Serial arsonists Phish burned down Madison Square Garden for the 33rd time last night, blasting 18,000 revelers into 2016 with three sets of upbeat, offbeat improvisatory prog-pop. The quartet last appeared at the Garden on New Year's Eve two years ago, when they celebrated their 30th birthday with a set performed on the roof of their old box truck, after it was driven out into the center of the arena. This year the band drifted even further from their traditional spot, to a surprise second stage at the opposite end of the Garden, playing in a tight circle about 20 minutes before midnight.
Phish is known for their theatrical New Year's Eve stunts—they famously flew through Boston Garden (and later MSG) on a giant hot dog, blasted their drummer Jon Fishman out of a cannon, and brought in a cast of thousands for big choreographed dance numbers and aerial acrobatics. This time around there was an elegant simplicity to the proceedings: they simply played music under a giant upended cone that eventually unspooled a translucent scrim to partially conceal the band, which at this point was locked into a deep instrumental groove at the bottom of a giant hourglass. The effect, with the candy-colored lights swirling around the arena, was kind of sublime.
(Courtesy Phish/Rene Huemer)
My first memory of Madison Square Garden is still vivid: I was five years old when my father escorted a friend and I down to the city to see the Ringling Bros. Circus. It was also my first time in New York, and all the stimulus of the metropolis was instantly intoxicating for me; just walking the streets felt like plugging into an inexhaustible new power source. The Garden, too, was incredible, on a scale far more vast than any other room I'd ever been inside. At one point during the circus the lights went down—I remember the audience waving thousands of glowing light brushes from their seats, and for me the cavernous arena was suddenly ethereal, transformed with little more than darkness, space, and light. It felt like a dream.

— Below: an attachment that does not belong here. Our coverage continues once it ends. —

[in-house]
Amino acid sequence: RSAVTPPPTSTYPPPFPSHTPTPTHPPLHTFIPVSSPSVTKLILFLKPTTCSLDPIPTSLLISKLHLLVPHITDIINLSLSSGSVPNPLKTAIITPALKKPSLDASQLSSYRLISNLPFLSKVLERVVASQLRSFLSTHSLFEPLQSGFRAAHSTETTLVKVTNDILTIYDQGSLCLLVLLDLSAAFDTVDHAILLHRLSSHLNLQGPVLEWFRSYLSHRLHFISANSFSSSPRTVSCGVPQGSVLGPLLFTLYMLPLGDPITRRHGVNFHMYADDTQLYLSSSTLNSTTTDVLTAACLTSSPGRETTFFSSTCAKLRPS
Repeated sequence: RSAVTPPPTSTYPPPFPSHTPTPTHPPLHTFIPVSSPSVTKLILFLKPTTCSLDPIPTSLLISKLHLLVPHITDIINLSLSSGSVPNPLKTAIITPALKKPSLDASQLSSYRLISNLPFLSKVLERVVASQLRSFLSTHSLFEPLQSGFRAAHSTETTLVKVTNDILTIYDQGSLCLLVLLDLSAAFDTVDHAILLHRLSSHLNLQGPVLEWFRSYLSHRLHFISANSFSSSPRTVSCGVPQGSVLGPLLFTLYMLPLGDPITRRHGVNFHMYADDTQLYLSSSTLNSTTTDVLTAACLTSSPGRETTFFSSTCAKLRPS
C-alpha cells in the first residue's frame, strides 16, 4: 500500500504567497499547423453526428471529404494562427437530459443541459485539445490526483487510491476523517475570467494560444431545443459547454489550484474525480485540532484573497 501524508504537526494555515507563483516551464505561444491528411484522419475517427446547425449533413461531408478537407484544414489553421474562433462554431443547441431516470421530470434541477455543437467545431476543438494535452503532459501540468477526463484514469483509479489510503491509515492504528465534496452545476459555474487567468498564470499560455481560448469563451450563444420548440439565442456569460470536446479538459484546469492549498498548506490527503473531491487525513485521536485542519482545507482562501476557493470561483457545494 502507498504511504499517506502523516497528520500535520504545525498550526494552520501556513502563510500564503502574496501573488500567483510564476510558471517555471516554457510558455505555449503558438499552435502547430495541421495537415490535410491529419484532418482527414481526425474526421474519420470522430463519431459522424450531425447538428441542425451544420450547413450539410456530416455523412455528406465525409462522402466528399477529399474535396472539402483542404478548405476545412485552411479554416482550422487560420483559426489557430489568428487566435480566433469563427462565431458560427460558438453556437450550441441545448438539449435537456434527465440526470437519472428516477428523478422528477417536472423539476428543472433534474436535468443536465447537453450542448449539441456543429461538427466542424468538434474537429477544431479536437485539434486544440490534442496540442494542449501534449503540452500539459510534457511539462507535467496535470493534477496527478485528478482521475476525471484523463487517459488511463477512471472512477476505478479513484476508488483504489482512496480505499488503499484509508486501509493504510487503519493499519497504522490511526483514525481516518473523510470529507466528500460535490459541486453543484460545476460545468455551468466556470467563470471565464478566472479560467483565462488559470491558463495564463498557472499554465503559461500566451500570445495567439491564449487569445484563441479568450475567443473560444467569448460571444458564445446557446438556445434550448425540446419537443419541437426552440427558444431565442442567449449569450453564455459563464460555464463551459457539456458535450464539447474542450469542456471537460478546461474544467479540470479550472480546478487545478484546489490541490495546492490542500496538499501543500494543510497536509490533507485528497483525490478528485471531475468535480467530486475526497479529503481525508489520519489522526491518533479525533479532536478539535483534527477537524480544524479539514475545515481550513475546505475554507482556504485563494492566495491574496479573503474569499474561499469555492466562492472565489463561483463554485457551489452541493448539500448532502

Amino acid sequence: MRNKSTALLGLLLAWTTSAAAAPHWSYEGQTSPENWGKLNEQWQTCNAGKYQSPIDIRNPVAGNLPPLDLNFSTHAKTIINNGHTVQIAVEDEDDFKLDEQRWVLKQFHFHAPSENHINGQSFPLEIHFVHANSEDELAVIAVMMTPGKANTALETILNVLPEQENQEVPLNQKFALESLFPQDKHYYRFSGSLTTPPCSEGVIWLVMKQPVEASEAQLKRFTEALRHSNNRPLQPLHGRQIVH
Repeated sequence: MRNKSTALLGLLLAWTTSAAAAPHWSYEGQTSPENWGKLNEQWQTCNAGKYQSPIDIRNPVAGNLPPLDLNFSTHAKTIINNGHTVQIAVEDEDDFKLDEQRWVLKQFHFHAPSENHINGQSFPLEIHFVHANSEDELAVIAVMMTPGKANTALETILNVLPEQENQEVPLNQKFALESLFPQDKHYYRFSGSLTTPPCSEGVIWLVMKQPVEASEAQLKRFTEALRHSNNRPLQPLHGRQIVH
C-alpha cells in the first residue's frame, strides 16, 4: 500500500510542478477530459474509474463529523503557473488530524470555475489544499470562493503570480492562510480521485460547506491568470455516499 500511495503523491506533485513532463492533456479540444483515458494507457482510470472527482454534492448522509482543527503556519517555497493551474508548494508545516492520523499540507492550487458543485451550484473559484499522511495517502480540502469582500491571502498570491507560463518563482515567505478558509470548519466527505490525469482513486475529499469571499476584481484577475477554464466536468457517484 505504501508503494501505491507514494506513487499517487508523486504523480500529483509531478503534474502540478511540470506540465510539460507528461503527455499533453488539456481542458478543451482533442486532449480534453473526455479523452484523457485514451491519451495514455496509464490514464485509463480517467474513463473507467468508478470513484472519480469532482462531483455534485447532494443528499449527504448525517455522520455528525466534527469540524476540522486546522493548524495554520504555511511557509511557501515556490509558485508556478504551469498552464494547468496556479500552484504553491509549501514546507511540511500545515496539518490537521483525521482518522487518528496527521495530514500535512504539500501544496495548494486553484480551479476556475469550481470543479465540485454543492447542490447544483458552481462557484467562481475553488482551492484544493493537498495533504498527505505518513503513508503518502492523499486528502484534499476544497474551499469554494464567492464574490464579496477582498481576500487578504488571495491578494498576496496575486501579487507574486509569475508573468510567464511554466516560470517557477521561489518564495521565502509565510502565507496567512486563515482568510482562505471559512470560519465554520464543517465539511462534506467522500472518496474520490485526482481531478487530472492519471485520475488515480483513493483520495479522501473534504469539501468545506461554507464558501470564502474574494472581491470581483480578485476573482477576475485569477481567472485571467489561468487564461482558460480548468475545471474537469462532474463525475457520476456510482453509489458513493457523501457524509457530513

I sometimes think about that night when I'm back at the Garden, where I've seen Phish more often than any other band, probably because they've gigged here so much, but also because they consistently put on an enthralling live show, if you like eclectic post-prog improvisational arena rock with eccentric lyrics and shrewd dashes of jazz, bluegrass, heavy metal, etc.
Moments before midnight, the band shifted back to the mainstage and picked up where they left off, with keyboardist Page McConnell counting down the seconds to midnight, at which point they launched into "Auld Lang Syne" as thousands of multi-colored balloons dropped from the ceiling, evoking a surreal, subterranean sea cave. Moments like these are why Phish can sell out Madison Square Garden instantly: they create the grand, exultant opportunities for celebration that people crave, especially on New Year's Eve, which can sometimes be a tad anticlimactic. Hours earlier, Fishman played the vacuum, then asked the crowd to sing "Happy Birthday" for his teenage daughter.
The concert lasted until 1 a.m., when Phish wrapped up the third set with "Backwards Down the Number Line," a poignant tune about friendship, struggle, and the passage of time. It may sound mawkish, but in the moment, after nearly five hours of propulsive rock and sweaty dancing and weirdness, it was hard to resist the last song's affirmative call to "begin" again, "somewhere in between the past and future, where you drift in time," there in the very first minutes of 2016. In a year marked by so much gloom and horror, there's something vital and refreshing about a brief bubble of escape into more elemental, childlike pleasures of joy and exuberance. I'm technically the same person I was when I was five, yet my everyday perspective on life is obviously completely different. But for a few brief hours, that magical sense of wonder was evoked by four talented music nerds from Vermont. I don't really know how they do it, which is maybe why I keep coming back for more.
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Read a more detailed review of the show, with the full setlist, over on Jambase.